Course Description

This course is a thematic study of the history of crime and its policing and prosecution in the United States from the 1870s to the 1920s. The history of crime provides a perspective on changing ideas about what behavior was deemed illicit in different periods, about the scope, operation and limits of state power, about how social, economic and political structures shaped the actions of individuals, and about the lives of groups who do not appear in other historical sources.  You will use newspapers in the Library of Congress’ Chronicling America collection to explore the incidence, definition, and policing of offenses such as murder, assault, prostitution, rape, sodomy, theft, counterfeiting and forgery, and arson. To make sense of that evidence, we will examine the history of how newspapers reported crime, the development of criminal law and how the criminal justice system developed. Each student will choose a newspaper from a particular time and place, research each offense in that publication and the criminal law that applied for the class meetings, and for the major assignment develop a digital project that examines the reporting of one of those crimes in their chosen newspaper.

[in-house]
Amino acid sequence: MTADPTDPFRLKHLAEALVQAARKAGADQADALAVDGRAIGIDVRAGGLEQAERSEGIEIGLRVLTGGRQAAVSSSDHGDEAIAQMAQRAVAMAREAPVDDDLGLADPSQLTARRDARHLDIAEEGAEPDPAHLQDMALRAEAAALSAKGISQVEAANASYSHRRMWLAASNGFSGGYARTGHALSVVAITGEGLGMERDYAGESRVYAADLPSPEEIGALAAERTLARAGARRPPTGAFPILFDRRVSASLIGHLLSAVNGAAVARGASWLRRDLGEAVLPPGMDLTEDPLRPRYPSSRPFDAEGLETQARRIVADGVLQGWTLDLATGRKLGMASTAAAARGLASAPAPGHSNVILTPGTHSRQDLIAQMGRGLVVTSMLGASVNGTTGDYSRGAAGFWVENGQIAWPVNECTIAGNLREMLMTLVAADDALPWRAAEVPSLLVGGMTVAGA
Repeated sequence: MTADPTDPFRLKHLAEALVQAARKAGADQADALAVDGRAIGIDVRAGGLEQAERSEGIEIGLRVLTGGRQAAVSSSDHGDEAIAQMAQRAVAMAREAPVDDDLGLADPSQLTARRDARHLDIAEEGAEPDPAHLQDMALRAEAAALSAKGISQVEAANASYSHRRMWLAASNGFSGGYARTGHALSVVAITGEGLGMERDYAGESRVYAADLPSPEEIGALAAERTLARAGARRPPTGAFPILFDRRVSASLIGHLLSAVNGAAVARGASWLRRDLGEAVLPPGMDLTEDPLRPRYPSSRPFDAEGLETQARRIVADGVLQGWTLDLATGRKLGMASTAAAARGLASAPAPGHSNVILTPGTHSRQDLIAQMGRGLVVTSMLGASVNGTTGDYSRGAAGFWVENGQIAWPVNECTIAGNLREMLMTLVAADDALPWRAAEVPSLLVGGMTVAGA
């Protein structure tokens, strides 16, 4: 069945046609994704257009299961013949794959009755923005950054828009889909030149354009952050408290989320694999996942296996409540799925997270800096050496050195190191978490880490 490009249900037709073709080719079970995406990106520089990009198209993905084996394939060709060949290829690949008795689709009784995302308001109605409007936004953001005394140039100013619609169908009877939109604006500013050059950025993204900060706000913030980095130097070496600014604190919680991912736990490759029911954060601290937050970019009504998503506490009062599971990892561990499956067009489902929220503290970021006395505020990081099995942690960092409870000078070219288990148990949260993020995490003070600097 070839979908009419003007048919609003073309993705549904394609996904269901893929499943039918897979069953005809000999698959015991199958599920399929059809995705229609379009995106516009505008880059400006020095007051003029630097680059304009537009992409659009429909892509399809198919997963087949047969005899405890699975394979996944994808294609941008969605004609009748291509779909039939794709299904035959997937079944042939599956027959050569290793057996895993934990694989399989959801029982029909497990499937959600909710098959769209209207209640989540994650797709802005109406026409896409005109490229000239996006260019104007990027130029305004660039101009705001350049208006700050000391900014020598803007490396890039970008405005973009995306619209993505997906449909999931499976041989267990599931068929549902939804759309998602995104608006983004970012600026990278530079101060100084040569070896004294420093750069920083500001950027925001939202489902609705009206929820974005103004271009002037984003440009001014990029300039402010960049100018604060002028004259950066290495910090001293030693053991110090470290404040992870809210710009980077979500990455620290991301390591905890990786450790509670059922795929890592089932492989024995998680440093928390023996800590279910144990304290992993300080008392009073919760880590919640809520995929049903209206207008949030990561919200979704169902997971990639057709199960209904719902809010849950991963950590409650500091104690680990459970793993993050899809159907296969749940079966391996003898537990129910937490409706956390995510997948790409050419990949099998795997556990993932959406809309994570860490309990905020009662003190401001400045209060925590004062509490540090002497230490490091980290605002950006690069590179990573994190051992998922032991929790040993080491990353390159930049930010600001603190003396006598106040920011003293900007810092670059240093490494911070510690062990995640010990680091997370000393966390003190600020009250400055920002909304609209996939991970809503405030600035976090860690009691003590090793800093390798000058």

George Mason University, Fall 2022
PDF copy of syllabus

Prof. Stephen Robertson